File this under the category of “Only in America”—and not in a good way: Compared to their Mexican and Canadian peers, study data presented at IDWeek 2021 found that Americans living with HIV were more likely to receive spotty information about the health benefits of an undetectable viral load based on where they lived, who they loved and what gender they identified as. Also, only in America was hearing about the Undetectable Equals Untransmittable (U=U) campaign from a health care provider associated with greater odds of viral suppression as well as improved sexual and mental health.
U=U—a campaign created by people living with HIV—shares the scientific evidence that taking one’s antiretroviral medicine regularly and achieving an undetectable viral load means one cannot transmit HIV to their sexual partners.
In the study, Frank Spinelli, MD, of ViiV Healthcare, and colleagues, including U=U founder Bruce Richman, took results from the Positive Perspectives 2 survey of people living with HIV in 25 countries and culled data from respondents in the United States, Mexico and Canada. The survey included items such as “My provider has told me about U=U.” The survey also asked people to describe their self-reported viral load, their sexual and mental health, how often they took their medications and whether they’d told others about their HIV status.
In total, 583 people diagnosed with HIV since 2010 were included in the study—400 from the United States, 63 from Mexico and 120 from Canada. Overall, Americans were most likely to have heard about U=U: 71% of U.S. residents reported that a health care provider had told them about it, compared with 67% of Mexican residents and 51% of Canadian residents. But people in Mexico were most likely to report taking their medicine every day (76% versus 70% of Americans and 48% of Canadians) and sharing their HIV status with at least one person (95% versus 87% of Canadians and 84% of Americans).
But there were wide variations in knowledge about U=U depending on who people were and where they lived in the United States. For instance, 78% of people living in U.S. cities had a health care provider tell them about U=U, compared with 65% of people in rural areas. Likewise, while 90% of cisgender women and 100% of nonbinary or transgender people reported their provider talked to them about U=U, just 65% of cisgender men had heard about U=U from their providers. Similarly, providers had told the vast majority of people (88%) who identified as queer, bisexual or something other than straight or gay about U=U, but the rate was much lower among people who identified as heterosexual (65%). Three out of four people who identified as gay said their providers had told them about U=U.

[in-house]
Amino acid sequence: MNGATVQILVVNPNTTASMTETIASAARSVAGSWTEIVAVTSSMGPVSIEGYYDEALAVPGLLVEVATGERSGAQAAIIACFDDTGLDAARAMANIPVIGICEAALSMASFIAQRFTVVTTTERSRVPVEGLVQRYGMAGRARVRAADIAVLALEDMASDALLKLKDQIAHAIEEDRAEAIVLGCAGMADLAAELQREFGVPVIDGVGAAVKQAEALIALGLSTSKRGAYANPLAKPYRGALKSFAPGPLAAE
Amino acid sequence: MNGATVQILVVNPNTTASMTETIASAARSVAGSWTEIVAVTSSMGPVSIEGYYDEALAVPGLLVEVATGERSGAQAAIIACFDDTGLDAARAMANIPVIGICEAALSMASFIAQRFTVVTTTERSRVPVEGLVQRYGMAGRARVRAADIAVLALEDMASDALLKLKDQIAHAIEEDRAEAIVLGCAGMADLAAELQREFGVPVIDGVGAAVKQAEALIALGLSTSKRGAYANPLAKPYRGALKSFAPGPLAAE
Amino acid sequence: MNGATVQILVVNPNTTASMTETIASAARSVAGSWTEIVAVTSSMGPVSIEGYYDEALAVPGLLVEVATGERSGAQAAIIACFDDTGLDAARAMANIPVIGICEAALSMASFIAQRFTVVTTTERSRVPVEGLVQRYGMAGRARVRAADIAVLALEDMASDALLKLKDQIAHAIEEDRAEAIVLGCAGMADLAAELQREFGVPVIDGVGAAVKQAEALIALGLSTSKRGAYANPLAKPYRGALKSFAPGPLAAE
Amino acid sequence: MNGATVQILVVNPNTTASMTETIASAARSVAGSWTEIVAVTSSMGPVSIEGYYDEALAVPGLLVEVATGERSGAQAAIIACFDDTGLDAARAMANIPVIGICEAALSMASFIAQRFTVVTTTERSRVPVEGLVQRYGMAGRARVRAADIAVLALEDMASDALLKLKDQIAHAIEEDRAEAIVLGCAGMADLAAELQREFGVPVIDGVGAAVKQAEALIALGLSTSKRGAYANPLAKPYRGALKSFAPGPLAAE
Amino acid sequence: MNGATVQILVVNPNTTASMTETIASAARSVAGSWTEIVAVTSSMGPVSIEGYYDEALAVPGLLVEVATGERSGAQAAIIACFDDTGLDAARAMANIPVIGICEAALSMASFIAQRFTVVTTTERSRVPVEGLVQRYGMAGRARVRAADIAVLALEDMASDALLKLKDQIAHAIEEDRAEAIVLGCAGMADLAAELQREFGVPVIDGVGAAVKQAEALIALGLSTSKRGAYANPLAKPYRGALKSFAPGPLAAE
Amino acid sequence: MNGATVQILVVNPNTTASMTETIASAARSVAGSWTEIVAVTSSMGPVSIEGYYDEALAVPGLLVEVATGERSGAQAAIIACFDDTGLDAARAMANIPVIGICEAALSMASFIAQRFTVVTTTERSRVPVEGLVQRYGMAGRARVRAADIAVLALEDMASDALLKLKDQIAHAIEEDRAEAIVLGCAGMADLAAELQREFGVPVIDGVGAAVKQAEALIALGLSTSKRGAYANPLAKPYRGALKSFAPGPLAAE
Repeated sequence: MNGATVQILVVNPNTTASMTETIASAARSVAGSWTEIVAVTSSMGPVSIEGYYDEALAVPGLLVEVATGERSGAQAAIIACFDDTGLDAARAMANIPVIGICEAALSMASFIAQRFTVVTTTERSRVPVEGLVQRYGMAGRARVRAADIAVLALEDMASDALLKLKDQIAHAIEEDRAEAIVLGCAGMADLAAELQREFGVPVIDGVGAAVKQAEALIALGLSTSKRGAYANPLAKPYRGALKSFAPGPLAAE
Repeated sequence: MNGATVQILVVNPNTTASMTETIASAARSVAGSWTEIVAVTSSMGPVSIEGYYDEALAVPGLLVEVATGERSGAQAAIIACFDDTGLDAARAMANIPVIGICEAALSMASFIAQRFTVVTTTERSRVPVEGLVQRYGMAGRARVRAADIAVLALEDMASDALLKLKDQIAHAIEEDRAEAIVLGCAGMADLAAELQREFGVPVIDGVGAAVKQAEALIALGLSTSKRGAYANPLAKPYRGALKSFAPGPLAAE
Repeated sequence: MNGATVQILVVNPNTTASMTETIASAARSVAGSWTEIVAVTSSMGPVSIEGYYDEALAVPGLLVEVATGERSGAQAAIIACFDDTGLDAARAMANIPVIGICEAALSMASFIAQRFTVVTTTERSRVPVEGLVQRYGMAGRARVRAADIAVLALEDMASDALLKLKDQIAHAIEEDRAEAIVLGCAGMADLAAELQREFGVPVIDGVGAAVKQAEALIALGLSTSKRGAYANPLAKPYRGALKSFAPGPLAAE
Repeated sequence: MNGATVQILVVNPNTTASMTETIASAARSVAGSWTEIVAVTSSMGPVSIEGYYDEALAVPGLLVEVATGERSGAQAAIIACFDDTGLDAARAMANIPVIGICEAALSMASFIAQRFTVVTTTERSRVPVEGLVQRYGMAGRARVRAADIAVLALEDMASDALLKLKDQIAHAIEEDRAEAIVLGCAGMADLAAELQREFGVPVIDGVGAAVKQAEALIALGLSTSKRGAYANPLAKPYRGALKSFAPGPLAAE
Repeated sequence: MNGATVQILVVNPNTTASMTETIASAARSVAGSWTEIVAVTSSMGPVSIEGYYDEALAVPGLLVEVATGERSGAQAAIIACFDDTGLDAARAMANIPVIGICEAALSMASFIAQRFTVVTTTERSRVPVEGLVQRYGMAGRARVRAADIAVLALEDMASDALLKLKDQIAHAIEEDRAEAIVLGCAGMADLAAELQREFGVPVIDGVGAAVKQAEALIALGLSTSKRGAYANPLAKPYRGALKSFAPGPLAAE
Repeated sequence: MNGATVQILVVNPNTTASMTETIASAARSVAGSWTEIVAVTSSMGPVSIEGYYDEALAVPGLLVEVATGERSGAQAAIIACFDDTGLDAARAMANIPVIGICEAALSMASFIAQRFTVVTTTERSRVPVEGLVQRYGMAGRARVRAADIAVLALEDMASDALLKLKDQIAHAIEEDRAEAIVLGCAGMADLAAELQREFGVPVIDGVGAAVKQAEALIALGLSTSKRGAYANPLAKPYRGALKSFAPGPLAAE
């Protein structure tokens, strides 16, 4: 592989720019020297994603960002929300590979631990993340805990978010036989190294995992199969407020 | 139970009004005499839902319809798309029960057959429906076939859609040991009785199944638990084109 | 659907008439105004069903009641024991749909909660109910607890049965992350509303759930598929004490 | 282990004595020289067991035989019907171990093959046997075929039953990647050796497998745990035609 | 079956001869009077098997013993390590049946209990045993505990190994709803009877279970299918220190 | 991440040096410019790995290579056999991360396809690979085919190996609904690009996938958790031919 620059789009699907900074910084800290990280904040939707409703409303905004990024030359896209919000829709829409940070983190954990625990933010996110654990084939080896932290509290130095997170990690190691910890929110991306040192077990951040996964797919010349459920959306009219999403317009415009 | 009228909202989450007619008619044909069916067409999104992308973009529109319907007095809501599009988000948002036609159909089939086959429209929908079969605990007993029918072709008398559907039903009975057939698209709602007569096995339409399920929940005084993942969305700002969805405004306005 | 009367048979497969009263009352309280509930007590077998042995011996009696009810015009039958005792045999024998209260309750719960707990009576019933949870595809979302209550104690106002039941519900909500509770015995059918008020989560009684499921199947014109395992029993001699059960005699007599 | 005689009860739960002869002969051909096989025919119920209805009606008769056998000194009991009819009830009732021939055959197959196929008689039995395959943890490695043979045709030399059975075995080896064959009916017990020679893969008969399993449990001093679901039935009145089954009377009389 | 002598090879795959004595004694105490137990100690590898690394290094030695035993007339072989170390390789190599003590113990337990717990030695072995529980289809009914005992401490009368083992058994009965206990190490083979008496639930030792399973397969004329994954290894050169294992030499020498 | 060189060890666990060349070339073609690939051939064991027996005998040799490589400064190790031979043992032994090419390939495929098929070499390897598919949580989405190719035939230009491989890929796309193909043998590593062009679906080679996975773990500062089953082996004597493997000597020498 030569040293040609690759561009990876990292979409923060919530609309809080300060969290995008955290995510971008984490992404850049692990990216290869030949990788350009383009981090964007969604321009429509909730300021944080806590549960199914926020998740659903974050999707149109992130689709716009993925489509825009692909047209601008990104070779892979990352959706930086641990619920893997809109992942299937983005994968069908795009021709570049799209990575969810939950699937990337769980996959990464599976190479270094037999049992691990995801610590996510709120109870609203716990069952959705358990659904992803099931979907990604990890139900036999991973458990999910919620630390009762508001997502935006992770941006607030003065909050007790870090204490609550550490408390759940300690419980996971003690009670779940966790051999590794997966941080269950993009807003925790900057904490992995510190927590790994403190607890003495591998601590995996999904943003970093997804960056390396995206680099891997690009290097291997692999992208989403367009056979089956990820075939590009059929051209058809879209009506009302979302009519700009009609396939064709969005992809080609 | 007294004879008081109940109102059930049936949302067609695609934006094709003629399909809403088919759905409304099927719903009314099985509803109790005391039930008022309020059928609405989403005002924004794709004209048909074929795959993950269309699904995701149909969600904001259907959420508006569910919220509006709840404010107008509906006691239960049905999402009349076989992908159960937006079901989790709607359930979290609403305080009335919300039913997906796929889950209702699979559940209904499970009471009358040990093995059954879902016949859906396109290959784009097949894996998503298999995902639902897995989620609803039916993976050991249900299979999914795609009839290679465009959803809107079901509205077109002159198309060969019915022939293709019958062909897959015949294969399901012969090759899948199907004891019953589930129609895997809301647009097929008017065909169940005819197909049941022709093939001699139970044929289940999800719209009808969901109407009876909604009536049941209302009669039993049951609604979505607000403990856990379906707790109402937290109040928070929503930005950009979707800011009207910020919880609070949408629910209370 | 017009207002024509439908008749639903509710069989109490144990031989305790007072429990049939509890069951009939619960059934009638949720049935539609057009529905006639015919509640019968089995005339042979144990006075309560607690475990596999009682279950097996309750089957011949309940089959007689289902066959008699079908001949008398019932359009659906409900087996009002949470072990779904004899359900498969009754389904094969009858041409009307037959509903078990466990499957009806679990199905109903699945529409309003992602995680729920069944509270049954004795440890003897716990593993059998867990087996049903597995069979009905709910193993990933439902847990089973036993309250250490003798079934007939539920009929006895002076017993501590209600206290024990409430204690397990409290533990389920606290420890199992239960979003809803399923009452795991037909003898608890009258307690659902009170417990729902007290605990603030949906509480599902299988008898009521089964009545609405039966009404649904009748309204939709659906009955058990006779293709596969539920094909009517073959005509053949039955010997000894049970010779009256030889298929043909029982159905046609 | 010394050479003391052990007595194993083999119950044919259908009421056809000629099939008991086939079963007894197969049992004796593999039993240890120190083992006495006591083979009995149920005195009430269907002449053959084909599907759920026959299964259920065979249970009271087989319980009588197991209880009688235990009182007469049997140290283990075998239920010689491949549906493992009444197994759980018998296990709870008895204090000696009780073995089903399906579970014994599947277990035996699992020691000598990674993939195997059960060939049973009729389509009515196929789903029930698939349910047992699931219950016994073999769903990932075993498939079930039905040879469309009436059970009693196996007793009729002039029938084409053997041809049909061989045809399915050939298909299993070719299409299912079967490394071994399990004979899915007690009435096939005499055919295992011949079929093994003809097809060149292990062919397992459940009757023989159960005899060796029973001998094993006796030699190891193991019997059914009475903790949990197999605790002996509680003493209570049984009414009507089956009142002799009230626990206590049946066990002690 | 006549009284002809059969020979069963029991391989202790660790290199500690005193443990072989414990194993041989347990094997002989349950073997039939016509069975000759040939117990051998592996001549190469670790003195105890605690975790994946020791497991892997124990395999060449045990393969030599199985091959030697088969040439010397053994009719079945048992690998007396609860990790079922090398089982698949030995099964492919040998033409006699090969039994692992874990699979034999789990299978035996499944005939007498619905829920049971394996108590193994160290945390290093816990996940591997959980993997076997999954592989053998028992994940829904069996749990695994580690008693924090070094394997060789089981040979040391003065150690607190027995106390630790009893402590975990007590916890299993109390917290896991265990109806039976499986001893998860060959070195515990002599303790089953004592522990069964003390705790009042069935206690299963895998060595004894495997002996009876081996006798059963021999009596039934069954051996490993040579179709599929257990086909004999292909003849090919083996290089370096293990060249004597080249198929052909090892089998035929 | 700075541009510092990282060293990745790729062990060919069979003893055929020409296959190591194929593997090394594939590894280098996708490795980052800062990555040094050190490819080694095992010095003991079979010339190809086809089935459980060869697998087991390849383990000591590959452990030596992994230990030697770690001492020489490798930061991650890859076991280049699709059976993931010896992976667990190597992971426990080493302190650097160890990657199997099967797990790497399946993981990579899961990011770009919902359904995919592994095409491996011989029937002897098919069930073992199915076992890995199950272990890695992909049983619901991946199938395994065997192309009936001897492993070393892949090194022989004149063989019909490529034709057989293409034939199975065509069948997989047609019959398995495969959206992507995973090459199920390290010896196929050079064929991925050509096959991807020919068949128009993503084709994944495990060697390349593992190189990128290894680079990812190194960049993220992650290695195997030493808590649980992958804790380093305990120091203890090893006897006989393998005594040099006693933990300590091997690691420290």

This regional, gender and sexuality variation in the United States wasn’t seen in either Canada or Mexico.
Interestingly, it was hearing about U=U from a healthcare provider that was associated with much higher rates of viral suppression in the United States—but that wasn’t the case among Canadian or Mexican people living with HIV. For instance, just 45% of American participants who’d never talked about U=U with a provider reported having an undetectable viral load. But when they did hear about U=U from their provider, 64% achieved an undetectable viral load. In Canada and Mexico, meanwhile, rates of viral suppression were not significantly different between people who knew about U=U and those who didn’t.
Hearing about U=U from a provider was associated with better mental health and optimal sexual health for people across North America. But Americans saw their mental and physical health double if they’d heard about U=U from their providers. Just 23% who had not heard about U=U reported optimal mental health versus 58% of those who knew about U=U. Likewise, 23% who did not know about U=U and 46% who’d heard about U=U from a provider reported optimal sexual health. The increases were also significant in Mexico and Canada, but they didn’t double.
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